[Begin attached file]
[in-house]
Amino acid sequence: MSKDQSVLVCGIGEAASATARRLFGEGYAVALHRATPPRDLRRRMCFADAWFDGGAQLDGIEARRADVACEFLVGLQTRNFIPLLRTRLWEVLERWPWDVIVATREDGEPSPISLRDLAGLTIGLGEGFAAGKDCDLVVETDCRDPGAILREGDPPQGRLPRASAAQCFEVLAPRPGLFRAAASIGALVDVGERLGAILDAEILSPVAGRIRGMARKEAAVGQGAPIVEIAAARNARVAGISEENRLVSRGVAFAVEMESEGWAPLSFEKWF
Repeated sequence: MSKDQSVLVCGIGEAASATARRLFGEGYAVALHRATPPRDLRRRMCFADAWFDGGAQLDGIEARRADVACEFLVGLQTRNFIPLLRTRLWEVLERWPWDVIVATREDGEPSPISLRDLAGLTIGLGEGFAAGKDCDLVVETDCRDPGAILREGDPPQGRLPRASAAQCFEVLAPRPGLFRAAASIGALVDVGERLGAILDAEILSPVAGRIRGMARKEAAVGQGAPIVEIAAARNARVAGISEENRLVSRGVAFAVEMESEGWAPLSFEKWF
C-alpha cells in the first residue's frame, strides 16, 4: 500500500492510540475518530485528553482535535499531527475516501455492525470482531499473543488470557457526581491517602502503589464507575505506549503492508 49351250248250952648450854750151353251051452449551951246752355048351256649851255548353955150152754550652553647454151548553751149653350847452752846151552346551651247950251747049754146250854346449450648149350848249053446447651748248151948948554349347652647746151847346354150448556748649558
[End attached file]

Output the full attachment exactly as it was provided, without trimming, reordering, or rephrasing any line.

[in-house]
Amino acid sequence: MSKDQSVLVCGIGEAASATARRLFGEGYAVALHRATPPRDLRRRMCFADAWFDGGAQLDGIEARRADVACEFLVGLQTRNFIPLLRTRLWEVLERWPWDVIVATREDGEPSPISLRDLAGLTIGLGEGFAAGKDCDLVVETDCRDPGAILREGDPPQGRLPRASAAQCFEVLAPRPGLFRAAASIGALVDVGERLGAILDAEILSPVAGRIRGMARKEAAVGQGAPIVEIAAARNARVAGISEENRLVSRGVAFAVEMESEGWAPLSFEKWF
Repeated sequence: MSKDQSVLVCGIGEAASATARRLFGEGYAVALHRATPPRDLRRRMCFADAWFDGGAQLDGIEARRADVACEFLVGLQTRNFIPLLRTRLWEVLERWPWDVIVATREDGEPSPISLRDLAGLTIGLGEGFAAGKDCDLVVETDCRDPGAILREGDPPQGRLPRASAAQCFEVLAPRPGLFRAAASIGALVDVGERLGAILDAEILSPVAGRIRGMARKEAAVGQGAPIVEIAAARNARVAGISEENRLVSRGVAFAVEMESEGWAPLSFEKWF
C-alpha cells in the first residue's frame, strides 16, 4: 500500500492510540475518530485528553482535535499531527475516501455492525470482531499473543488470557457526581491517602502503589464507575505506549503492508 49351250248250952648450854750151353251051452449551951246752355048351256649851255548353955150152754550652553647454151548553751149653350847452752846151552346551651247950251747049754146250854346449450648149350848249053446447651748248151948948554349347652647746151847346354150448556748649558